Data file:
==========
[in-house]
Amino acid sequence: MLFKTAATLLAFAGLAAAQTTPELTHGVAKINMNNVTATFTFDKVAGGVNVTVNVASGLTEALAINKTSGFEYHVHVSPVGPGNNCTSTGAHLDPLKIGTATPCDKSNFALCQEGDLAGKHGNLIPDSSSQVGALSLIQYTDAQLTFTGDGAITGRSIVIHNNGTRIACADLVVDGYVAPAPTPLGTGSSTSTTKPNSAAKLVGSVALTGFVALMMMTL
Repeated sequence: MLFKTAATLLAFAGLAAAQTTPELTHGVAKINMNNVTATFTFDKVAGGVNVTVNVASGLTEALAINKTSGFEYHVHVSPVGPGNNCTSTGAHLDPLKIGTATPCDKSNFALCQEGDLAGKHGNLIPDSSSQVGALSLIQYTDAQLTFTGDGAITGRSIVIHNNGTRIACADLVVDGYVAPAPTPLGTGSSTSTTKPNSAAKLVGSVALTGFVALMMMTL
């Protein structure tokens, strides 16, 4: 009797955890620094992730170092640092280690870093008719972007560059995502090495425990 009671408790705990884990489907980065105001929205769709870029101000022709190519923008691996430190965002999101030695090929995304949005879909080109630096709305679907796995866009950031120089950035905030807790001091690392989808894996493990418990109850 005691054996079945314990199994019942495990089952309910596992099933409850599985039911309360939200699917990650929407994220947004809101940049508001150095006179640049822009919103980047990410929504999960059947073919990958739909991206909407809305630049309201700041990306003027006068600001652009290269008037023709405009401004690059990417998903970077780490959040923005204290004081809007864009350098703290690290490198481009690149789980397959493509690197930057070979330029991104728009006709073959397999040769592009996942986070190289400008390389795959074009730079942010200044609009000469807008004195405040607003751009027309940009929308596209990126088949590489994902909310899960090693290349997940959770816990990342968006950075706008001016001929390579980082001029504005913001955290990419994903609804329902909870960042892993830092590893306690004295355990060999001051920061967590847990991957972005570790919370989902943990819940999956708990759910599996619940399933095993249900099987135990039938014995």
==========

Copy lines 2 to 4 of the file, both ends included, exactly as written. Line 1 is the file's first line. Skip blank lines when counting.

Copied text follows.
Amino acid sequence: MLFKTAATLLAFAGLAAAQTTPELTHGVAKINMNNVTATFTFDKVAGGVNVTVNVASGLTEALAINKTSGFEYHVHVSPVGPGNNCTSTGAHLDPLKIGTATPCDKSNFALCQEGDLAGKHGNLIPDSSSQVGALSLIQYTDAQLTFTGDGAITGRSIVIHNNGTRIACADLVVDGYVAPAPTPLGTGSSTSTTKPNSAAKLVGSVALTGFVALMMMTL
Repeated sequence: MLFKTAATLLAFAGLAAAQTTPELTHGVAKINMNNVTATFTFDKVAGGVNVTVNVASGLTEALAINKTSGFEYHVHVSPVGPGNNCTSTGAHLDPLKIGTATPCDKSNFALCQEGDLAGKHGNLIPDSSSQVGALSLIQYTDAQLTFTGDGAITGRSIVIHNNGTRIACADLVVDGYVAPAPTPLGTGSSTSTTKPNSAAKLVGSVALTGFVALMMMTL
């Protein structure tokens, strides 16, 4: 009797955890620094992730170092640092280690870093008719972007560059995502090495425990 009671408790705990884990489907980065105001929205769709870029101000022709190519923008691996430190965002999101030695090929995304949005879909080109630096709305679907796995866009950031120089950035905030807790001091690392989808894996493990418990109850 005691054996079945314990199994019942495990089952309910596992099933409850599985039911309360939200699917990650929407994220947004809101940049508001150095006179640049822009919103980047990410929504999960059947073919990958739909991206909407809305630049309201700041990306003027006068600001652009290269008037023709405009401004690059990417998903970077780490959040923005204290004081809007864009350098703290690290490198481009690149789980397959493509690197930057070979330029991104728009006709073959397999040769592009996942986070190289400008390389795959074009730079942010200044609009000469807008004195405040607003751009027309940009929308596209990126088949590489994902909310899960090693290349997940959770816990990342968006950075706008001016001929390579980082001029504005913001955290990419994903609804329902909870960042892993830092590893306690004295355990060999001051920061967590847990991957972005570790919370989902943990819940999956708990759910599996619940399933095993249900099987135990039938014995």